UAE banks face continued difficulties in raising funds and have begun to pull back on some types of lending.
Funds harder to come by for UAE banks
UAE banks face continued difficulties in raising funds and have begun to pull back on some types of lending that could, in turn, hurt local equity and property markets. Banks in the GCC have seen their share prices plummet amid concerns that their profits could be hurt as they rein in lending in the face of a contracting deposit base and a rise in overseas funding costs. The financials sub-indices on both the Dubai Financial Market and Abu Dhabi Securities Exchange last week fell more than 10 per cent, with some banks' shares falling markedly. Abu Dhabi Commercial Bank shares were down 25 per cent on the week, while shares in First Gulf Bank dropped 19.4 per cent.
Banks' deposits ballooned late last year and early this year as foreign money flooded into the region seeking higher returns than western markets offered at the time. Many investors were also betting that the region's governments would eventually stop tying their currencies to the dollar, which could have resulted in additional gains for investors as the dollar depreciated. About 90 per cent of the money that flowed into the UAE during that surge has now left, according to the UAE Central Bank. Those shrinking deposits have forced banks who want to keep expanding their lending to turn to international markets. But that route, too, has grown difficult, or at least more expensive. In June, the Emirates interbank-offered rate was a mere 1.87 per cent.
Since then it has steadily increased to nearly double that figure - 3.28 per cent - as international lending rates have climbed. Last week, banks were all but completely cut off from international markets amid the global financial turmoil. While these results are unlikely to threaten the stability of any banks, credit for things such as margin trading in equities could be affected, putting further pressure on equity markets.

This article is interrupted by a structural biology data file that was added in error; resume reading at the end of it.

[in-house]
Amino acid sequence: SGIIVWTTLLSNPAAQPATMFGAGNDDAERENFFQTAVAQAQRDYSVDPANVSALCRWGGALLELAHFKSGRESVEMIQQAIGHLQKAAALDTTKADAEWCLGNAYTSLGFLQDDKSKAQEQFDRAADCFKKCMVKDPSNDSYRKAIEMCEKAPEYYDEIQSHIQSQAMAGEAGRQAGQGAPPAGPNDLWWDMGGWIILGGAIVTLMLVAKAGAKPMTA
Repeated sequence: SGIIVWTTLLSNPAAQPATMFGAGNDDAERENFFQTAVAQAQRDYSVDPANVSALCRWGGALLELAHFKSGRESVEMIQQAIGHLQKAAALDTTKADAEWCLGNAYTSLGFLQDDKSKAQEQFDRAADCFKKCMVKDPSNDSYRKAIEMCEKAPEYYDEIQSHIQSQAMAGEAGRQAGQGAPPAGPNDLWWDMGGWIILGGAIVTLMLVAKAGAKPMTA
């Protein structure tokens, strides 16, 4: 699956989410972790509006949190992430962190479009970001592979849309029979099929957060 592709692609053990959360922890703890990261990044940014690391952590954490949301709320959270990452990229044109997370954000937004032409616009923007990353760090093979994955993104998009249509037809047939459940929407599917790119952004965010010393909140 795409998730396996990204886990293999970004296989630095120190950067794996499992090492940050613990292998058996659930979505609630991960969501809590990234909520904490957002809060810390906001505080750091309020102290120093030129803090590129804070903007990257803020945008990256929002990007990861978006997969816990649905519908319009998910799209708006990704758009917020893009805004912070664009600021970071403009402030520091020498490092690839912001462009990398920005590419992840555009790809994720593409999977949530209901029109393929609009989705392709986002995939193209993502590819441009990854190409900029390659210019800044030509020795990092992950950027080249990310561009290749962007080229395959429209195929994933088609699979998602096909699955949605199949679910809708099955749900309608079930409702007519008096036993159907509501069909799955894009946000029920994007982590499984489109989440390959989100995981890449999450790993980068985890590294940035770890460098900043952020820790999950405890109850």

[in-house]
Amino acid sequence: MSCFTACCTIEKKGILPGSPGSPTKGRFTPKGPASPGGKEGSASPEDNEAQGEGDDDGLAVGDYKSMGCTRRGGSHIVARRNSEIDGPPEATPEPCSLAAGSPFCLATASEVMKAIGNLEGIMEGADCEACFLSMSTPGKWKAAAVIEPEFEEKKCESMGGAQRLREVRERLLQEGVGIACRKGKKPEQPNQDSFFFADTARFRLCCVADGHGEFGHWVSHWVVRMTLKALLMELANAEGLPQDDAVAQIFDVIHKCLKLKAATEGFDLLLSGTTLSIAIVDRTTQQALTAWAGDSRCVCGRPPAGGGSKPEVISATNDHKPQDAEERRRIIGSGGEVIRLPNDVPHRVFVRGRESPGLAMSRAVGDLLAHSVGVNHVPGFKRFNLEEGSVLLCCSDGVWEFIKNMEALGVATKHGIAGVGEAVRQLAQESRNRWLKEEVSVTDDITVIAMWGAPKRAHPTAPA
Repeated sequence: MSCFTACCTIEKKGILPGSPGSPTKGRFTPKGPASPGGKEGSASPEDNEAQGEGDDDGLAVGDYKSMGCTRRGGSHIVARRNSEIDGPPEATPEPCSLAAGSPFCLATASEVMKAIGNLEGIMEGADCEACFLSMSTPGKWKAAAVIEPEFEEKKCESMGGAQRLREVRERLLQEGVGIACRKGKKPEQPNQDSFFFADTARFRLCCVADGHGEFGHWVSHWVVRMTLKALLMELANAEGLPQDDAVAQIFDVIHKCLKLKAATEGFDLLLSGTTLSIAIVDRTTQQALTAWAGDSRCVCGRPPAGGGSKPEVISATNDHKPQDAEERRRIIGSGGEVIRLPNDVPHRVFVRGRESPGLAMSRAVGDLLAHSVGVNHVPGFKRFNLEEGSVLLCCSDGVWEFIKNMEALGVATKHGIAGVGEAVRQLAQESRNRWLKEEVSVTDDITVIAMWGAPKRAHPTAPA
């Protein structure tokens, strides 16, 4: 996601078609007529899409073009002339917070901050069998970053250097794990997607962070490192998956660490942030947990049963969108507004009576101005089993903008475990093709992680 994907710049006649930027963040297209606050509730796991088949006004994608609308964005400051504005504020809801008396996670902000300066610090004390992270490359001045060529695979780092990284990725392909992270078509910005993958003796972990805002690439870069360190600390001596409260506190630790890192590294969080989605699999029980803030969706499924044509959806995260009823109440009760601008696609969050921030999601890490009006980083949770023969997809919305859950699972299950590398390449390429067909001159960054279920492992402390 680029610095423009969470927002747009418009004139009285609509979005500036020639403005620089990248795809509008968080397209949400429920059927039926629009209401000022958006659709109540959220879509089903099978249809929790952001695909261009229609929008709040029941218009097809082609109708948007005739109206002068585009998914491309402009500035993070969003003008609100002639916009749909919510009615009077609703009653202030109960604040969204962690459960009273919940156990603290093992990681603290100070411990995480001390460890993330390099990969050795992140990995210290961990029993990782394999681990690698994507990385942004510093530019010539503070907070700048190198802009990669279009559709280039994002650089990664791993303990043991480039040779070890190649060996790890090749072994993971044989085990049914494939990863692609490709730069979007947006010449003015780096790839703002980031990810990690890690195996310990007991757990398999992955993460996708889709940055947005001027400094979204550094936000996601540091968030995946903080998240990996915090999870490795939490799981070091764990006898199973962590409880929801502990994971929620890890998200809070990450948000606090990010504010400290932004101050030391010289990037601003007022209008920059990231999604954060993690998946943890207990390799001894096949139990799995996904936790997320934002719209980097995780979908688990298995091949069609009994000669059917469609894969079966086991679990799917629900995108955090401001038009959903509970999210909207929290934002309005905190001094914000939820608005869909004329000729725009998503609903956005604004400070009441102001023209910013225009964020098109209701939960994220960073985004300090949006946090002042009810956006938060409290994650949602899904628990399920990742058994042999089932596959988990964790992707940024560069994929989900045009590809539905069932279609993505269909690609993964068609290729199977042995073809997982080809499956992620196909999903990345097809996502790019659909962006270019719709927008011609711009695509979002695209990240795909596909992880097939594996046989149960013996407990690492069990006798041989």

"We'll probably see some liquidity crunch and see the funds previously allocated for margin trading getting narrower and narrower if the markets do not start pushing up," said Wadah al Taha, a market analyst based in Dubai. Individual investors, especially wealthy ones with exposure to both international and regional markets, could lose in the current downturn. "A dent to such investors could be a lot more significant than that for a retail investor," said Sharjeel Hassan Vijdani, the second senior vice president at Habib Bank AG Zurich.
Traders and investors are watching closely for any signs that the reduction in lending is cooling the housing market. "Property is what is driving everything here," said Ali Khan, a director at Arqaam Capital, based in Dubai. But some analysts thought the region could escape the worst of the fallout from the global turmoil. "The UAE economy is more resilient than most people think," Mr Vijdani said.
While local commercial banks are being hit by a shortage of money, there have been renewed hopes that the GCC could emerge as an investment banking and private-equity hub. Kohlberg Kravis Roberts (KKR), one of the world's biggest private-equity groups, has announced that it will expand into the Middle East and has hired Makram Azar, a former head of sovereign wealth at Lehman Brothers, to head the venture. .
KKR has committed ?1.5 billion (Dh7.93bn) to invest and believes it will be able to harness oil and gas revenues in the region, despite the recent price falls in the fuels. Mr Azar said the project would launch in several months and focus on three aims: investing in the GCC, raising money from the region, and co-investing around the world in conjunction with local players such as sovereign wealth funds.
He said he was not concerned about possible impacts the apparent liquidity crunch in the GCC would have on the new venture. "We have the money ourselves," he said. email@example.com firstname.lastname@example.org